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3 Ways to Salvage an Unsuccessful Job Search

If you are unemployed, under-employed or tired of your current employ, you already know that looking for a job can take far longer than anticipated. With the overall market improving (latest government shutdown notwithstanding) job search durations may start to come down, but the feedback I’ve received from my clients is that it still takes a good six to nine months to find the appropriate next step commensurate with the types of incentive packages and compensation mid-career executives and professionals seek. If you happen to be in a rut with your search and looking to jumpstart your effort, below are three ideas to think about that could help.

Salvage an Unsuccessful Job Search (Photo: iStockphoto)


Consider alternative industries
You’ve been in your job ten years in, let’s say, investment banking. You’re tired of it, and looking for something else. You are laser-focused on landing a cushy VP-level role with a brand name private equity or hedge fund. It’s not been going well and taking way longer than you thought. Have you thought about taking your M&A skills in house? OK, fine, you have. But have you thought about applying your negotiation, analytical, deal-making, and client service skills to a pure marketing role? Didn’t think so. There is tremendous demand among younger, less established companies for strong analytical talent and you could come in and flourish right away. You may end up in an obscure industry, but functionally, there would be a strong synergy and you can still do very well.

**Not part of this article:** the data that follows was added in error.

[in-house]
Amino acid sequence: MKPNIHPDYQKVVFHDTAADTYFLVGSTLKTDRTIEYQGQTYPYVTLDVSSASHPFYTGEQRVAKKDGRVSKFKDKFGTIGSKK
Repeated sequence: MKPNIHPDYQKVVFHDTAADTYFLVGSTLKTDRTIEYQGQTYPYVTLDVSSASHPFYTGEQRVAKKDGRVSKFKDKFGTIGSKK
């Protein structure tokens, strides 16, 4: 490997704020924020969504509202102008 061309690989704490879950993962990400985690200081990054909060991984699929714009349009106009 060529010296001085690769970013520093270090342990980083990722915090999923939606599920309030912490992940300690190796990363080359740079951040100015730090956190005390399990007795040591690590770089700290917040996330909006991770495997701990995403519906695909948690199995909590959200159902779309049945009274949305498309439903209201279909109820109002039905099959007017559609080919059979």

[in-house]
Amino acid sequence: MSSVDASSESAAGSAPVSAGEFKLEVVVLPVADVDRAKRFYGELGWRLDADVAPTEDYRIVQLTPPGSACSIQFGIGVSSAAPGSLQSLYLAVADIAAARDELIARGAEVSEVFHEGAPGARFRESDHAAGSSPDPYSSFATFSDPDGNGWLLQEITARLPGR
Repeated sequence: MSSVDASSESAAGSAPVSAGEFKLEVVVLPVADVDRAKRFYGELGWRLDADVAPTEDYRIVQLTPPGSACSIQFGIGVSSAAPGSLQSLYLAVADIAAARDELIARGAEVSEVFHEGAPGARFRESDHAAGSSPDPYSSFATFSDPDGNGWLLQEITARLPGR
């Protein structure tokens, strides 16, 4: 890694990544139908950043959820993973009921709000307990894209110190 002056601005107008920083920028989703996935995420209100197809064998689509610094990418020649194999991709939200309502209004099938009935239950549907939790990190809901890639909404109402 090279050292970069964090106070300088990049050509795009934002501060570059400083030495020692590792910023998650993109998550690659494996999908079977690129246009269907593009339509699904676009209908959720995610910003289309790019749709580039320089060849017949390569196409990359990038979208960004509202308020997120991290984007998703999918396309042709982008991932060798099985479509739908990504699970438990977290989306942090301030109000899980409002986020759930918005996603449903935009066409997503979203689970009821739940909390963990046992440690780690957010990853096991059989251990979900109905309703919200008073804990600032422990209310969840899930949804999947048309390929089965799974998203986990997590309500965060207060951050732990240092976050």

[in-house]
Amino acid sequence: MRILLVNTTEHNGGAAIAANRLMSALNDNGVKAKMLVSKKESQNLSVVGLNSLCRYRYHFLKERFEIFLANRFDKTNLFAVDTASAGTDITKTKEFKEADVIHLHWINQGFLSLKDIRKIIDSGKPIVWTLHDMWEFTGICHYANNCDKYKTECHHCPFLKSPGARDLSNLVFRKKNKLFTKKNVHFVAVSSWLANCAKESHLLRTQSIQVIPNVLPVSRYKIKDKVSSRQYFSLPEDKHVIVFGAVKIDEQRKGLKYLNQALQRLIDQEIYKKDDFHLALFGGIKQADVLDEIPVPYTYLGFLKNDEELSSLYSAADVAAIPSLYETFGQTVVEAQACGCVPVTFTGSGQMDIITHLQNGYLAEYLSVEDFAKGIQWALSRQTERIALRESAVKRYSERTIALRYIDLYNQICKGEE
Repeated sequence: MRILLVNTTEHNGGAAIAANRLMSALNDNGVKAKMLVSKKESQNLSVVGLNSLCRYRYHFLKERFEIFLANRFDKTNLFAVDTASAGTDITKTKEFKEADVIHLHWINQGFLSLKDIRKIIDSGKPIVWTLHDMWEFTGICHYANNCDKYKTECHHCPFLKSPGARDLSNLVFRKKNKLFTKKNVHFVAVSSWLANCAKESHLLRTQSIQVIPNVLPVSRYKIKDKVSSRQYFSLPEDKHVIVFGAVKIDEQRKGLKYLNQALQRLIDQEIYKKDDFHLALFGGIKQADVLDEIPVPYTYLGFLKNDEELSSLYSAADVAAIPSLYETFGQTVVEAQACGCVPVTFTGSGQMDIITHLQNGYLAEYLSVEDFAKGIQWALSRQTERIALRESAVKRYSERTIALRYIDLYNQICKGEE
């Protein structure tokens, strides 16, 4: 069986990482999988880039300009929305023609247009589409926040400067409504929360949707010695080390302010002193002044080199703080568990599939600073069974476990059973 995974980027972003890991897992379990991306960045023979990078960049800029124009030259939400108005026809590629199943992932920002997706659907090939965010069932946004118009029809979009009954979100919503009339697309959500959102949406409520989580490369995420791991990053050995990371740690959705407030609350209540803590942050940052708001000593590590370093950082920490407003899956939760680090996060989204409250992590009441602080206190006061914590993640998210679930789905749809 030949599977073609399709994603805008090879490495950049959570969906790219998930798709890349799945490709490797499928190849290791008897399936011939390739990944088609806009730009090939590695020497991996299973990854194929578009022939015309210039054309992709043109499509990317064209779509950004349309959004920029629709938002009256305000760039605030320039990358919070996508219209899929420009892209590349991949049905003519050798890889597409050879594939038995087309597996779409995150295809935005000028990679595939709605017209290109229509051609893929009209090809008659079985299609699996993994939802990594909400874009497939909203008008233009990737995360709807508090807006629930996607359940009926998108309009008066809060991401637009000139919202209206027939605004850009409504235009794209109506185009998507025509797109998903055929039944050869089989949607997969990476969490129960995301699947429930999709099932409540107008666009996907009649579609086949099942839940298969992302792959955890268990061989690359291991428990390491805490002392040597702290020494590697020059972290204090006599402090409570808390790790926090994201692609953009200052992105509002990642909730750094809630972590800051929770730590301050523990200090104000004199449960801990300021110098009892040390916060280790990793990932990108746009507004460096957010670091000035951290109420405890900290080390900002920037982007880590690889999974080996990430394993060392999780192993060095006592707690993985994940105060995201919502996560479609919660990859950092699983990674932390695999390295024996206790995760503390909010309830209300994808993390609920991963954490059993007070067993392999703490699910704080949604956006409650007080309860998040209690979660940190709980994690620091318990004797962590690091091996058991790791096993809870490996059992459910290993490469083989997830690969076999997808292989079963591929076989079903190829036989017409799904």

Evaluate local market opportunities
Think about what industries are thriving in the city or town where you live, or where you potentially want to live, and pursue roles in those areas. If you are job searching in New York, there are many corporate opportunities that come around in finance, consulting, media, advertising, tech, telecom, and start-ups.

Re-brand with a new resume and LinkedIn profile
If a job search just isn’t going well, maybe it’s your personal marketing strategy. Your traditional resume may not be performing the way you want and it’s time to re-brand. Understand that your online presence is now equally as important to remain up-to-date and you need a strong LinkedIn profile to get noticed by recruiters. Invest the time and resources that will present you in the best light, and be assured that if you are a professional, you are not alone. It’s pretty much the default these days for busy, successful professionals like you to outsource production of a new resume to an experienced professional or advisor.

Debra Wheatman is a certified writer and career coach who has guided the professional development of thousands of clients globally. She is reachable at debra@careersdonewrite.com.

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